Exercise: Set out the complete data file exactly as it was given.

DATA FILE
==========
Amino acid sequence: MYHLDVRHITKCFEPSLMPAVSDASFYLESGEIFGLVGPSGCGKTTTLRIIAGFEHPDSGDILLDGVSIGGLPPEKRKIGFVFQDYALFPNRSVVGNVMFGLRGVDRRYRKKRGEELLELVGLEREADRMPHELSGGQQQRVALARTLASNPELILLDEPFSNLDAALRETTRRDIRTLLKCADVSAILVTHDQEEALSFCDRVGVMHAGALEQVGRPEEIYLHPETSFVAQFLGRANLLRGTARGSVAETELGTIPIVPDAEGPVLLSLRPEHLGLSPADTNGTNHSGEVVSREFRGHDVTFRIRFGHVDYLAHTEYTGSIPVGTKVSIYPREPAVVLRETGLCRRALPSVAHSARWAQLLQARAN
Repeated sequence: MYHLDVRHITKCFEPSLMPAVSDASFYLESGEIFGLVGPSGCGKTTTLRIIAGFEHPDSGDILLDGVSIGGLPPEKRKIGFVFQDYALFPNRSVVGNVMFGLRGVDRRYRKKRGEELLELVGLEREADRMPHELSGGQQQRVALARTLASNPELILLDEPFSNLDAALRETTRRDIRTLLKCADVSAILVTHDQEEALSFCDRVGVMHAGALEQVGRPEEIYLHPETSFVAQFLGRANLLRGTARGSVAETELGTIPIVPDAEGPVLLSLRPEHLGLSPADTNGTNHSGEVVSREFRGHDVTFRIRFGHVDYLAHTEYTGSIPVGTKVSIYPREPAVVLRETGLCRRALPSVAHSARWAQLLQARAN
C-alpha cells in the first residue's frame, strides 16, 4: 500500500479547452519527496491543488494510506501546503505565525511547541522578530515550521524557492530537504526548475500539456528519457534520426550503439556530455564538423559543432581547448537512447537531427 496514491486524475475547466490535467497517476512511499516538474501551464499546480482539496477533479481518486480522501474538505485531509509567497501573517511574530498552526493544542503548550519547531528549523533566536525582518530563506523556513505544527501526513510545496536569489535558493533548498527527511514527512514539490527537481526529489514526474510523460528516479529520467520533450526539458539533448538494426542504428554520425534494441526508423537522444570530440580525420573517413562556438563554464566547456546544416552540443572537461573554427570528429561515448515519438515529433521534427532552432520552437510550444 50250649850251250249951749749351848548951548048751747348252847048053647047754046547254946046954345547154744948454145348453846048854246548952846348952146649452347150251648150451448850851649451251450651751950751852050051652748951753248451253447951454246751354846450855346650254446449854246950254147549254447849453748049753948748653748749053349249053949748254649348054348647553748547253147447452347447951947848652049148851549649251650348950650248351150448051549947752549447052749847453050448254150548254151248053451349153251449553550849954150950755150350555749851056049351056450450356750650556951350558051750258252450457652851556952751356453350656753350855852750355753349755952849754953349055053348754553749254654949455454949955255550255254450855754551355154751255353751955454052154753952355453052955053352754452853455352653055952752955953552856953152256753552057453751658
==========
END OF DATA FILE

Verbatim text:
Amino acid sequence: MYHLDVRHITKCFEPSLMPAVSDASFYLESGEIFGLVGPSGCGKTTTLRIIAGFEHPDSGDILLDGVSIGGLPPEKRKIGFVFQDYALFPNRSVVGNVMFGLRGVDRRYRKKRGEELLELVGLEREADRMPHELSGGQQQRVALARTLASNPELILLDEPFSNLDAALRETTRRDIRTLLKCADVSAILVTHDQEEALSFCDRVGVMHAGALEQVGRPEEIYLHPETSFVAQFLGRANLLRGTARGSVAETELGTIPIVPDAEGPVLLSLRPEHLGLSPADTNGTNHSGEVVSREFRGHDVTFRIRFGHVDYLAHTEYTGSIPVGTKVSIYPREPAVVLRETGLCRRALPSVAHSARWAQLLQARAN
Repeated sequence: MYHLDVRHITKCFEPSLMPAVSDASFYLESGEIFGLVGPSGCGKTTTLRIIAGFEHPDSGDILLDGVSIGGLPPEKRKIGFVFQDYALFPNRSVVGNVMFGLRGVDRRYRKKRGEELLELVGLEREADRMPHELSGGQQQRVALARTLASNPELILLDEPFSNLDAALRETTRRDIRTLLKCADVSAILVTHDQEEALSFCDRVGVMHAGALEQVGRPEEIYLHPETSFVAQFLGRANLLRGTARGSVAETELGTIPIVPDAEGPVLLSLRPEHLGLSPADTNGTNHSGEVVSREFRGHDVTFRIRFGHVDYLAHTEYTGSIPVGTKVSIYPREPAVVLRETGLCRRALPSVAHSARWAQLLQARAN
C-alpha cells in the first residue's frame, strides 16, 4: 500500500479547452519527496491543488494510506501546503505565525511547541522578530515550521524557492530537504526548475500539456528519457534520426550503439556530455564538423559543432581547448537512447537531427 496514491486524475475547466490535467497517476512511499516538474501551464499546480482539496477533479481518486480522501474538505485531509509567497501573517511574530498552526493544542503548550519547531528549523533566536525582518530563506523556513505544527501526513510545496536569489535558493533548498527527511514527512514539490527537481526529489514526474510523460528516479529520467520533450526539458539533448538494426542504428554520425534494441526508423537522444570530440580525420573517413562556438563554464566547456546544416552540443572537461573554427570528429561515448515519438515529433521534427532552432520552437510550444 50250649850251250249951749749351848548951548048751747348252847048053647047754046547254946046954345547154744948454145348453846048854246548952846348952146649452347150251648150451448850851649451251450651751950751852050051652748951753248451253447951454246751354846450855346650254446449854246950254147549254447849453748049753948748653748749053349249053949748254649348054348647553748547253147447452347447951947848652049148851549649251650348950650248351150448051549947752549447052749847453050448254150548254151248053451349153251449553550849954150950755150350555749851056049351056450450356750650556951350558051750258252450457652851556952751356453350656753350855852750355753349755952849754953349055053348754553749254654949455454949955255550255254450855754551355154751255353751955454052154753952355453052955053352754452853455352653055952752955953552856953152256753552057453751658